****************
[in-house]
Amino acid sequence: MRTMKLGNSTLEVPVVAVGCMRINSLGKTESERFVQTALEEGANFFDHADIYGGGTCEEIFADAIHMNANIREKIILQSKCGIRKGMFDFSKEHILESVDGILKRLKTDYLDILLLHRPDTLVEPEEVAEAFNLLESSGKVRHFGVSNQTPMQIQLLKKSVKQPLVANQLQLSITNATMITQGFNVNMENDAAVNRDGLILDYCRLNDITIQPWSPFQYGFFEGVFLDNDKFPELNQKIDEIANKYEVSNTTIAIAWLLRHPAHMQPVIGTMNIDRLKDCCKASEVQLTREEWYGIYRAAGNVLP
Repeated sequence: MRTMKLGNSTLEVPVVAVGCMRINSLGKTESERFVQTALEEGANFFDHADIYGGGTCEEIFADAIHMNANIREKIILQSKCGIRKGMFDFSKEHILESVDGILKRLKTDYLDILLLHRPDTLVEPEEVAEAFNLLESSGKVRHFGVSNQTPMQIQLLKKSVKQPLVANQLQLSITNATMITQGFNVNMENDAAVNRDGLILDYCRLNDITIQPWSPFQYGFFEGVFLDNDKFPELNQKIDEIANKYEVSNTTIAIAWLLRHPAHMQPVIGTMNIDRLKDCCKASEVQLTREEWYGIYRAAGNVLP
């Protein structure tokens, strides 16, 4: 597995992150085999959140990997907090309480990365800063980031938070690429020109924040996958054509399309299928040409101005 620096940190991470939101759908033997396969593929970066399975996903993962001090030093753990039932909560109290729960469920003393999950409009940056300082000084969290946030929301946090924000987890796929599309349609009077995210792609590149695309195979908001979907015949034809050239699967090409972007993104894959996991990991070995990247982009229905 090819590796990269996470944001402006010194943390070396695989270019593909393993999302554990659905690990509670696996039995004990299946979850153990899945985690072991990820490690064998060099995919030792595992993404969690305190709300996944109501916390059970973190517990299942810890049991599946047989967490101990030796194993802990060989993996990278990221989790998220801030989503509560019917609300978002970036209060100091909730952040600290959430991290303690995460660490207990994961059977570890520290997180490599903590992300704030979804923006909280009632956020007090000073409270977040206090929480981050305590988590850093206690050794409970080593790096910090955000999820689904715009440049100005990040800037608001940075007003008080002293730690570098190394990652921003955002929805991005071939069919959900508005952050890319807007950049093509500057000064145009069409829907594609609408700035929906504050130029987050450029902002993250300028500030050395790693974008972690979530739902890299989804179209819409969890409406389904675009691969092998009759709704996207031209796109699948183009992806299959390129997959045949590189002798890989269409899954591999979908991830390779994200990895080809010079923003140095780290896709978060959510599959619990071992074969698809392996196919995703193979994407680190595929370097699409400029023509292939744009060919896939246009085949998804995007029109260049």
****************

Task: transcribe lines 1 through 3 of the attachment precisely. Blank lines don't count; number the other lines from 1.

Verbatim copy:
[in-house]
Amino acid sequence: MRTMKLGNSTLEVPVVAVGCMRINSLGKTESERFVQTALEEGANFFDHADIYGGGTCEEIFADAIHMNANIREKIILQSKCGIRKGMFDFSKEHILESVDGILKRLKTDYLDILLLHRPDTLVEPEEVAEAFNLLESSGKVRHFGVSNQTPMQIQLLKKSVKQPLVANQLQLSITNATMITQGFNVNMENDAAVNRDGLILDYCRLNDITIQPWSPFQYGFFEGVFLDNDKFPELNQKIDEIANKYEVSNTTIAIAWLLRHPAHMQPVIGTMNIDRLKDCCKASEVQLTREEWYGIYRAAGNVLP
Repeated sequence: MRTMKLGNSTLEVPVVAVGCMRINSLGKTESERFVQTALEEGANFFDHADIYGGGTCEEIFADAIHMNANIREKIILQSKCGIRKGMFDFSKEHILESVDGILKRLKTDYLDILLLHRPDTLVEPEEVAEAFNLLESSGKVRHFGVSNQTPMQIQLLKKSVKQPLVANQLQLSITNATMITQGFNVNMENDAAVNRDGLILDYCRLNDITIQPWSPFQYGFFEGVFLDNDKFPELNQKIDEIANKYEVSNTTIAIAWLLRHPAHMQPVIGTMNIDRLKDCCKASEVQLTREEWYGIYRAAGNVLP